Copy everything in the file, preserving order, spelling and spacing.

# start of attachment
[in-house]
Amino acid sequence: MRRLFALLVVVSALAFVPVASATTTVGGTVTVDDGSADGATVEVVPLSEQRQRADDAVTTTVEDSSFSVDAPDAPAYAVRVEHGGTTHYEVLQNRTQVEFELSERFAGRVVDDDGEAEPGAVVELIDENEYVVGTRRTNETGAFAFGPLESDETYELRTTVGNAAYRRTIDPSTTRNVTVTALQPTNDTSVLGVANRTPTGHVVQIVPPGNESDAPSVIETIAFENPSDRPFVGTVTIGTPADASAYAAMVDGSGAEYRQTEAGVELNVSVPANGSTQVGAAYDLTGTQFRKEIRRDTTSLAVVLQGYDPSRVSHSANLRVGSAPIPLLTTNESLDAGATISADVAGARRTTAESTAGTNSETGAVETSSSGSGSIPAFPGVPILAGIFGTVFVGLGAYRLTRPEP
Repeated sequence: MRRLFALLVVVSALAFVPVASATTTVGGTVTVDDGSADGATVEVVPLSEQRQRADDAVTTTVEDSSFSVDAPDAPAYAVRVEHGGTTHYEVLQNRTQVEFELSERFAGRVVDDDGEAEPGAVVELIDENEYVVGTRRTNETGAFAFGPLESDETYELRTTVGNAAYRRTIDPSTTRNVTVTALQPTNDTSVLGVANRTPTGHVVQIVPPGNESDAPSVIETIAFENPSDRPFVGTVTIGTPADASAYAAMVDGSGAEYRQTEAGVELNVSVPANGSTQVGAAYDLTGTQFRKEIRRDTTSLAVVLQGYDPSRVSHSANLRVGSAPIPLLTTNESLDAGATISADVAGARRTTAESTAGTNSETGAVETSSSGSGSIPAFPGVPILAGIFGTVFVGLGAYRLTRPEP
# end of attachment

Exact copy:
[in-house]
Amino acid sequence: MRRLFALLVVVSALAFVPVASATTTVGGTVTVDDGSADGATVEVVPLSEQRQRADDAVTTTVEDSSFSVDAPDAPAYAVRVEHGGTTHYEVLQNRTQVEFELSERFAGRVVDDDGEAEPGAVVELIDENEYVVGTRRTNETGAFAFGPLESDETYELRTTVGNAAYRRTIDPSTTRNVTVTALQPTNDTSVLGVANRTPTGHVVQIVPPGNESDAPSVIETIAFENPSDRPFVGTVTIGTPADASAYAAMVDGSGAEYRQTEAGVELNVSVPANGSTQVGAAYDLTGTQFRKEIRRDTTSLAVVLQGYDPSRVSHSANLRVGSAPIPLLTTNESLDAGATISADVAGARRTTAESTAGTNSETGAVETSSSGSGSIPAFPGVPILAGIFGTVFVGLGAYRLTRPEP
Repeated sequence: MRRLFALLVVVSALAFVPVASATTTVGGTVTVDDGSADGATVEVVPLSEQRQRADDAVTTTVEDSSFSVDAPDAPAYAVRVEHGGTTHYEVLQNRTQVEFELSERFAGRVVDDDGEAEPGAVVELIDENEYVVGTRRTNETGAFAFGPLESDETYELRTTVGNAAYRRTIDPSTTRNVTVTALQPTNDTSVLGVANRTPTGHVVQIVPPGNESDAPSVIETIAFENPSDRPFVGTVTIGTPADASAYAAMVDGSGAEYRQTEAGVELNVSVPANGSTQVGAAYDLTGTQFRKEIRRDTTSLAVVLQGYDPSRVSHSANLRVGSAPIPLLTTNESLDAGATISADVAGARRTTAESTAGTNSETGAVETSSSGSGSIPAFPGVPILAGIFGTVFVGLGAYRLTRPEP